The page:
If you do, then PLEASE, don’t pay thousands for a lens and then be a cheapskate.  You lose light with every air/glass surface you place in the optical pathway.  And a lot of these filters SAY they are optically correct when they are most definitely NOT.  The finest lens in the world turns into a turd if you stick a cheap filter on it.

D8E7011 1 400x400 Canon 16 35mm f2.8 Mk3

Canon 16-35mm f2.8 Mk3 with the Mk2 on the right.

So let’s take a look at vignetting.  We’ll do that in two ways.

Firstly, let’s see how the vignetting at f2.8 changes with focal length, with the Mk2 on the left, and the Mk3 on the right:

Mk3f2.8FLVig 246x400 Canon 16 35mm f2.8 Mk3

Vignetting of the Canon 16-35mm f2.8 Mk II & III at various focal lengths at a constant f2.8

Next, let’s stay at 16mm focal length on both lenses and look at the vignetting through the aperture range:

16mmVgTest 1 407x900 Canon 16 35mm f2.8 Mk3

Vignetting of the Canon 16-35mm f2.8 Mk II & III at various apertures and a constant 16mm focal length.

Now these vignette results didn’t leave me in a state of shock and awe in the slightest.

You need to view the images at 100% to see the subtle improvements in the Canon 16-35mm f2.8 Mk3.

In the first test – maximum aperture vs focal length, the new variant looks equal to or slightly worse than the Mk 2 at 16mm.

But things begin to improve a bit once we are getting towards 24mm.

On the second test – 16mm vs aperture range, again we see the awful maximum aperture vignetting compared to its predecessor.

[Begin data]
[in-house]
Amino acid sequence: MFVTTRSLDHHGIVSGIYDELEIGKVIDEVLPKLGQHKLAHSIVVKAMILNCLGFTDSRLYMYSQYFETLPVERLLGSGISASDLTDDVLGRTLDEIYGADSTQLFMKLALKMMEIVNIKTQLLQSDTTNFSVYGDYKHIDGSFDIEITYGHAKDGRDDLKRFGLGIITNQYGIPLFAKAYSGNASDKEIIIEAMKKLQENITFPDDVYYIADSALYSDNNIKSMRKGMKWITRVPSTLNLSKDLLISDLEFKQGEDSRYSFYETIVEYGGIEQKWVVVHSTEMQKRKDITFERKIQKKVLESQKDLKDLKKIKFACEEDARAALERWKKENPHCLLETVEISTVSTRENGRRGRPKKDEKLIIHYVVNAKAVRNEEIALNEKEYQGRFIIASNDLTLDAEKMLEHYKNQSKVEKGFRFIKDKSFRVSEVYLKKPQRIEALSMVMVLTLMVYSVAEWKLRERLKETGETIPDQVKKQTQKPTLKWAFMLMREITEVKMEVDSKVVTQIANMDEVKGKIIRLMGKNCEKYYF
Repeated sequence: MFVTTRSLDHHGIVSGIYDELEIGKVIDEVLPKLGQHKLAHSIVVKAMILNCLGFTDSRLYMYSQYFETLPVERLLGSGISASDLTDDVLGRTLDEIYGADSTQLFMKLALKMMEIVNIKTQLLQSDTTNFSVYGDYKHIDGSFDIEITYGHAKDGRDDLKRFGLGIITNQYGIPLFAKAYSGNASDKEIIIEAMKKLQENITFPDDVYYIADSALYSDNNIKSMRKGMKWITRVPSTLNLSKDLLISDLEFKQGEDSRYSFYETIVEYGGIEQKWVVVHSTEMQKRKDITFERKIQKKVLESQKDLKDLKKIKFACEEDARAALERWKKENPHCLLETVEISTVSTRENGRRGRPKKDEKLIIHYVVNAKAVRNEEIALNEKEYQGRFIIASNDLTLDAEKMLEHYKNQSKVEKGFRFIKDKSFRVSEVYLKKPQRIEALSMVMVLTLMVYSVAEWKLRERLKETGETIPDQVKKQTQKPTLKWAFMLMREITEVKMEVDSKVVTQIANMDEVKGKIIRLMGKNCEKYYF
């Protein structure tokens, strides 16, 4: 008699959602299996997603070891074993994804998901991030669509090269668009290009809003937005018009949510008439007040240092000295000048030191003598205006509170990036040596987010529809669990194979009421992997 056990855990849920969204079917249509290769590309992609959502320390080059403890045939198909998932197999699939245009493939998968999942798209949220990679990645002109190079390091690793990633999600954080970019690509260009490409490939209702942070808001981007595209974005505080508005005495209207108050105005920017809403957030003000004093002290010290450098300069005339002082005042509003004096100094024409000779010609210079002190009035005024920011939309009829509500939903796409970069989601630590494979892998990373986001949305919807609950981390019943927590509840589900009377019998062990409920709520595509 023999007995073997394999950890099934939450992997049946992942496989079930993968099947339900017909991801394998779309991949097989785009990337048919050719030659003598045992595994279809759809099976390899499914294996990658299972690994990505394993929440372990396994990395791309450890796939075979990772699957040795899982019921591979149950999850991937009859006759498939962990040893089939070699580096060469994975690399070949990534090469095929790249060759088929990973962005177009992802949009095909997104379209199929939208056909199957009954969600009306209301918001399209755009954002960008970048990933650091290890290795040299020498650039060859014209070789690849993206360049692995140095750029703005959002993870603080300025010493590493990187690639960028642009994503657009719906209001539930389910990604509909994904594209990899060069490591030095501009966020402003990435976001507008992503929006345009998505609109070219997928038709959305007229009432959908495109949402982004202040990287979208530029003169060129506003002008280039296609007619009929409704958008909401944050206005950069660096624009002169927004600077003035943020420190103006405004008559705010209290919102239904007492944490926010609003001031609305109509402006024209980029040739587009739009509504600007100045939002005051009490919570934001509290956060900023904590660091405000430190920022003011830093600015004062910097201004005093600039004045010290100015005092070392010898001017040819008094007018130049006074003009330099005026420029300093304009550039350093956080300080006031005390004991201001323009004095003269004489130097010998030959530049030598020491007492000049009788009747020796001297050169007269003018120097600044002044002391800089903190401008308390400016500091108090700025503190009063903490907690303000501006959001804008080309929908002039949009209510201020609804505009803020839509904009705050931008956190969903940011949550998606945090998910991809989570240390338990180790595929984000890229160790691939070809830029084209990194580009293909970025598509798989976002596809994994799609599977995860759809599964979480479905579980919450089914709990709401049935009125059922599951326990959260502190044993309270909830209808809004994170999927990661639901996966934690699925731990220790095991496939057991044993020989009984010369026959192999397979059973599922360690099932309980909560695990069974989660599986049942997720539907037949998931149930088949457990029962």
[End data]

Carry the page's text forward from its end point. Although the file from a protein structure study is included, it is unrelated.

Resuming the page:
From f5.6 to f16 it’s perhaps a sliver better than the Mk2. But, notice that the images are a bit brighter.  This is most likely to do with the improvements made to the multi-coatings.

Canon 16-35mm f2.8 Mk3 vs Mk2 Image Comparisons

Let me begin by saying this – 16mm on the Mk3 is NOT the same 16mm that the Mk2 has!

1D9A6348 Canon 16 35mm f2.8 Mk3 1D9A6347 Canon 16 35mm f2.8 Mk3

Mouse over the slider – see what I mean?

Both shots are 16mm @ f11 on the Canon 5DMk4.  The camera was locked down on my heavy Gitzo, and the camera was triggered with a Canon TC-80N3 – in other words NOTHING moved!

The images have not been adjusted in any way – no lens correction profiles – as shot.

Notice the Mk3 image has greater ‘contrast’ and is less flat-looking?

Okay, so let’s look at the ubiquitous ‘brick wall’ test.

We are doing shots on the 5DMk4 using both Mk2 and Mk3 lens variants.

  • at 200ISO
  • at f2.8, f5.6 and f11
  • at 16mm, 25mm and 35mm
  • at a fixed ‘Cloudy B1’ manual camera white balance
  • manual focusing
  • the camera has been re-focused using x10 live view between each frame.
Screen Shot 2016 12 30 at 13.03.17 600x375 Canon 16 35mm f2.8 Mk3

IMPORTANT – CLICK IMAGE to view at full size in new window.

Screen Shot 2016 12 30 at 14.24.56 600x375 Canon 16 35mm f2.8 Mk3

IMPORTANT – CLICK IMAGE to view at full size in new window. 16mm @ f5.6

Screen Shot 2016 12 30 at 14.27.56 600x375 Canon 16 35mm f2.8 Mk3

IMPORTANT – CLICK IMAGE to view at full size in new window. 16mm @ f11

The above screen grabs give you a great ‘feel’ for all the differences in contrast and lens colour cast between the Mk2 and new Mk3 variants – these are quite significant.  Even more so when when you look at the vignetting, distortion and AoV differences.

Moving on to the full resolution comparisons:

Again, no adjustments at all other than Lightroom standard profile sharpening, and we are looking at the frame centers at 1:1 ratio:

Screen Shot 2016 12 30 at 13.19.28 600x375 Canon 16 35mm f2.8 Mk3

IMPORTANT – CLICK IMAGE to view at full size in new window. 16mm @ f2.8

At 16mm @ f2.8 (above) the Canon 16-35mm f2.8 Mk3 is noticeably sharper than its predecessor.

Screen Shot 2016 12 30 at 13.31.01 600x375 Canon 16 35mm f2.8 Mk3

IMPORTANT – CLICK IMAGE to view at full size in new window. 16mm @ f5.6